By Renee Maltezou
ATHENS (Reuters) – Greece’s prime minister is expected on Saturday to detail tax cuts for companies strained by years of austerity, while also promising pro-business reforms aimed at convincing lenders to ease the nation’s fiscal target from 2021.
Conservative premier Kyriakos Mitsotakis was elected two months ago, replacing his leftist predecessor Alexis Tsipras on pledges to revamp Greece’s economy a year after the end of its third international bailout.
Greece remains under financial surveillance to ensure it meets its fiscal targets, and Mitsotakis says his government is confident of achieving a primary budget surplus — which excludes debt-servicing costs — of 3.5% of GDP in 2019 and 2020, as agreed with European lenders.
He hopes, however, that foreign creditors will be persuaded to lower that target to around 2% in 2021, after Athens gains credibility by implementing reforms such as modernizing and making its state more efficient and cutting down on red tape.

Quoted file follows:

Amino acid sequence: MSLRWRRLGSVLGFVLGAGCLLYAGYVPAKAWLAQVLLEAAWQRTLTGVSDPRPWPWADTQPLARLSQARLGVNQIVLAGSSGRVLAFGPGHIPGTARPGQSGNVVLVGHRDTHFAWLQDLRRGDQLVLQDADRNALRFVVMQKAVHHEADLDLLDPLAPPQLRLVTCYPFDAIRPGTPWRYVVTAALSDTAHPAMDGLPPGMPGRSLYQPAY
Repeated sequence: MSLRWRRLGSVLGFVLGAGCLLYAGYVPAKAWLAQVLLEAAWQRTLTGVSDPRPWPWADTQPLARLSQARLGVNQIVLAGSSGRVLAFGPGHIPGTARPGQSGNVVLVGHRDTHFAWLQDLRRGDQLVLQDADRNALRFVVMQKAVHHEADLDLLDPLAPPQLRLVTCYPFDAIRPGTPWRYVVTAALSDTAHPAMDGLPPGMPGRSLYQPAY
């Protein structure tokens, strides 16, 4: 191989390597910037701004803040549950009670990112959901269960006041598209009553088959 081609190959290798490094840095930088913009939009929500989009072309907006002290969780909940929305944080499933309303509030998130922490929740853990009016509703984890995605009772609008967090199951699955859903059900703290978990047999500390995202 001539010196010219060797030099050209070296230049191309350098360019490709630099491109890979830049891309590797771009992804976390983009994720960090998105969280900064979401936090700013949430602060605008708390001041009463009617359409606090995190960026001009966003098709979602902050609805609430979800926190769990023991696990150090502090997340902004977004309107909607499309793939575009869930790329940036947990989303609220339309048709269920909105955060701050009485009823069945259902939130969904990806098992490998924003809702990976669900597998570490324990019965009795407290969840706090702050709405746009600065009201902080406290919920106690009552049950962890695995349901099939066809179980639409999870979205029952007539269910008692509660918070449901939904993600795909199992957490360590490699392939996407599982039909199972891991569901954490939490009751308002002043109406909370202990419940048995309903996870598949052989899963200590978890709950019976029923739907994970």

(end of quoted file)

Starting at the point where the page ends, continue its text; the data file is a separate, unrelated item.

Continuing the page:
In Saturday’s speech at an annual trade fair in the city of Thessaloniki, Mitsotakis is expected to reiterate that corporate tax will be cut to 24% in 2020 from 28% currently and to 20% in 2021, with taxation on dividends to be halved to 5%, government officials said.
He is also expected to announce measures to help ease the tax burden for certain groups of austerity-hit taxpayers and offer incentives to boost the construction sector.
Securing leeway from creditors on the primary budget surplus target would give Mitsotakis’s administration scope to implement the tax cuts and boost public spending to spur growth in an economy that shrunk by a quarter during a long debt crisis.
Greece has been exceeding its fiscal targets in recent years and European lenders expect the economy to grow by 2.2% in 2019.
The government also wants to resume talks with lenders on repaying earlier loans from the International Monetary Fund, officials said, finishing off a project the former government had started. Senior euro zone officials were neutral to positive this week to the plan presented by their Greek peer.
Mitsotakis visited Germany, France and the Netherlands in recent weeks to appeal to his European counterparts to support his campaign and also invest in Greece.
The prime minister is also expected during Saturday’s speech to reiterate a government plan to revive a stalled gold mine project.
Other initiatives that the government is keen to accelerate include a long-delayed tourist investment at a disused Athens airport and the sale of a stake at Greece’s biggest oil refinery Hellenic Petroleum (AT:).
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